Awesomely solid rum, that succeeds on many levels. Strong taste, well defined flavour profile, just enough sweet and a lovely dark body that doesn’t quit. Wow. A worthy addition to the shelf, to be doled out to real friends. (First posted 13 April 2010 on Liquorature. #016)
Against the constant whine I make about rums not stating their proper age on the bottle (like some sly strumpet misrepresenting her quality), I have to concede that having a friend to not only help drink it but who’ll trot out his own cherished stocks to stretch out the binge is some small way a decent compensation.
The not-so-mythical Bear, who very thoughtfully helped me change my winter tyres, suggested one or two vintages from his pantry (a Santa Teresa 1796 for one), but I had bought this intriguing new as-yet-unsampled dark rum hailing from St Croix for ~$35 from the much lauded Western Cellars store in Midnapore (I was disappointed yet again with the paucity of the rums which contrasted badly against the groaning and crowded shelves filled with expensive twelve year old or greater scotches), and since this is a tad more expensive than the normal hooch that goes for $25, I thought it was time to try it.
Keenan’s hurt look of reproach (he has spaniel eyes that really work well for this), that I could find the contents of his private cellar somehow less than adequate, mellowed quite markedly as soon as he saw the bottle. For all his talk about not wanting his bottlers to waste time dandifying their wares and thereby jacking up the price for nothing but cosmetic upgrades unrelated to true quality, Keenan is a bit of a sucker for a real cork. St Croix had a suitably exotic ring to it. And the little label at the top, where real ink noted this was bottle X from barrel Y, impressed us both even as we snorted our skepticism.
Still, Cruzan’s single barrel rum is not bad at all, for a rum that is blended from a series of 5 year to 12 year old rums. It has a pungently sweet nose that states its origin in molasses quite clearly. The original rums that create the blend are aged in white oak whiskey and bourbon barrels, but the resultant is then itself aged in yet another charred barrel for a further period about a year, and I’ll tell you, that thing creates a deep amber colour and a striking nose that a single ageing would not produce. You can taste hints of caramel, vanilla, butterscotch, dark fruit and faint nuttiness, and the finish, while not quite as smooth as I would like, is not unpleasant at all, and lasts for a good bit. It’s reminiscent of a good cognac. It’s dry and clean and the burn is quite mellow, really. And I have to say it: it pleased my sweet tooth, and the body is decent, so while I might not drink it neat, over ice it’s perfectly drinkable, and with a coke I’d say it’s just veddy veddy good.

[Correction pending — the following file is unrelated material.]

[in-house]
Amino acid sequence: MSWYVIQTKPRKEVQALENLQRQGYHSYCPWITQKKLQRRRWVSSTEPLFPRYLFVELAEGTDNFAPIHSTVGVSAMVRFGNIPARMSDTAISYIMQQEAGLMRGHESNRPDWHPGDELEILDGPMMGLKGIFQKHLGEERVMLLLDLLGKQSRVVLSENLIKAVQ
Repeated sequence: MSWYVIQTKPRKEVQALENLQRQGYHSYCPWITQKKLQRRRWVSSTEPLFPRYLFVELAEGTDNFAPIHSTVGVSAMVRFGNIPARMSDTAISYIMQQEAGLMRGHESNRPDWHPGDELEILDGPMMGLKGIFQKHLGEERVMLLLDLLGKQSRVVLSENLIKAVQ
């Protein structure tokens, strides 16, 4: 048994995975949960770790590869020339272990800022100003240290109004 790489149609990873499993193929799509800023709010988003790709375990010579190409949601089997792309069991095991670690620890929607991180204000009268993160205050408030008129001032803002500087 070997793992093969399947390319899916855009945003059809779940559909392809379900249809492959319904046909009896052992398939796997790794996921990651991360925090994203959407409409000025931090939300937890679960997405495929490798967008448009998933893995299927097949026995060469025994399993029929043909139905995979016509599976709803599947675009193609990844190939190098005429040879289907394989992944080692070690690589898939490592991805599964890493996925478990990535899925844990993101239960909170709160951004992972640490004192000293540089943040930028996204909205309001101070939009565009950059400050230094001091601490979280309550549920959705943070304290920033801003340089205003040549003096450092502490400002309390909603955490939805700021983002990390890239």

Honesty compels me to admit that I had to do a second taste at home, after departing Keenan’s porch somewhat worse for wear. Sampling the Santa Teresa (it’s quite good, but I have to write the review) and then the re-tasting the Appleton Master Blender’s Legacy (which is about as poor on the finish line as I recall), then following that up with 3/4 of the bottle of this exemplary Cruzan had me seeing three Keenans as I departed. My mother raising me as she did, I said goodbye three times, and assured each one of the three that when it comes to a good mixing rum, or just a damned decent drink for a reasonable price, this Cruzan is definitely a good buy.
Hopefully the Bear was in better shape than I and can remember what a good drink it was: I guess I’ll see the next time I raid his stocks or he comes over to pilfer mine.